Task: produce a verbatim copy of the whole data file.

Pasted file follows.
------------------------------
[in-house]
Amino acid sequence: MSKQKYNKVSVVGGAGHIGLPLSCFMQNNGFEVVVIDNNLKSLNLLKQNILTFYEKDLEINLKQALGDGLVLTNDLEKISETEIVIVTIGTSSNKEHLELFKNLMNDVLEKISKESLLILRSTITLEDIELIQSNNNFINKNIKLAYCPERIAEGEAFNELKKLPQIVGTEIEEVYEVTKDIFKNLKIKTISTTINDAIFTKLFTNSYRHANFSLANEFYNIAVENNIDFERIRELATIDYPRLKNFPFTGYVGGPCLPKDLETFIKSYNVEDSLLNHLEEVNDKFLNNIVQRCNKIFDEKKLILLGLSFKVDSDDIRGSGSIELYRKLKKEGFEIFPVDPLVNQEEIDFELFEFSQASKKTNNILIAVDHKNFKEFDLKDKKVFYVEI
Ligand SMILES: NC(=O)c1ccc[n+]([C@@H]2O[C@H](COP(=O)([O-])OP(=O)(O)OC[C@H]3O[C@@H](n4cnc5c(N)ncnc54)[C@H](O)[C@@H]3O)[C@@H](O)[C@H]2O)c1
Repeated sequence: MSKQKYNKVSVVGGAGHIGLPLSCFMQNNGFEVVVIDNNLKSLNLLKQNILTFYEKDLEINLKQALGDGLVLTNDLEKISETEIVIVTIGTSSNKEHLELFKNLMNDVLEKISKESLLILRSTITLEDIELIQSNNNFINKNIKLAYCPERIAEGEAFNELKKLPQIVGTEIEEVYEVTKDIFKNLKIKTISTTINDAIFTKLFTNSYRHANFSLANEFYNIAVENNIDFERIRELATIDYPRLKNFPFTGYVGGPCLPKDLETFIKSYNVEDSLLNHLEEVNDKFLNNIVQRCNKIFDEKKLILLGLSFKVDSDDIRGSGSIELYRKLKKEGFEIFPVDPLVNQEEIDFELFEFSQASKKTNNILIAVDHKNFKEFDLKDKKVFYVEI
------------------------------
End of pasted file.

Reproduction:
[in-house]
Amino acid sequence: MSKQKYNKVSVVGGAGHIGLPLSCFMQNNGFEVVVIDNNLKSLNLLKQNILTFYEKDLEINLKQALGDGLVLTNDLEKISETEIVIVTIGTSSNKEHLELFKNLMNDVLEKISKESLLILRSTITLEDIELIQSNNNFINKNIKLAYCPERIAEGEAFNELKKLPQIVGTEIEEVYEVTKDIFKNLKIKTISTTINDAIFTKLFTNSYRHANFSLANEFYNIAVENNIDFERIRELATIDYPRLKNFPFTGYVGGPCLPKDLETFIKSYNVEDSLLNHLEEVNDKFLNNIVQRCNKIFDEKKLILLGLSFKVDSDDIRGSGSIELYRKLKKEGFEIFPVDPLVNQEEIDFELFEFSQASKKTNNILIAVDHKNFKEFDLKDKKVFYVEI
Ligand SMILES: NC(=O)c1ccc[n+]([C@@H]2O[C@H](COP(=O)([O-])OP(=O)(O)OC[C@H]3O[C@@H](n4cnc5c(N)ncnc54)[C@H](O)[C@@H]3O)[C@@H](O)[C@H]2O)c1
Repeated sequence: MSKQKYNKVSVVGGAGHIGLPLSCFMQNNGFEVVVIDNNLKSLNLLKQNILTFYEKDLEINLKQALGDGLVLTNDLEKISETEIVIVTIGTSSNKEHLELFKNLMNDVLEKISKESLLILRSTITLEDIELIQSNNNFINKNIKLAYCPERIAEGEAFNELKKLPQIVGTEIEEVYEVTKDIFKNLKIKTISTTINDAIFTKLFTNSYRHANFSLANEFYNIAVENNIDFERIRELATIDYPRLKNFPFTGYVGGPCLPKDLETFIKSYNVEDSLLNHLEEVNDKFLNNIVQRCNKIFDEKKLILLGLSFKVDSDDIRGSGSIELYRKLKKEGFEIFPVDPLVNQEEIDFELFEFSQASKKTNNILIAVDHKNFKEFDLKDKKVFYVEI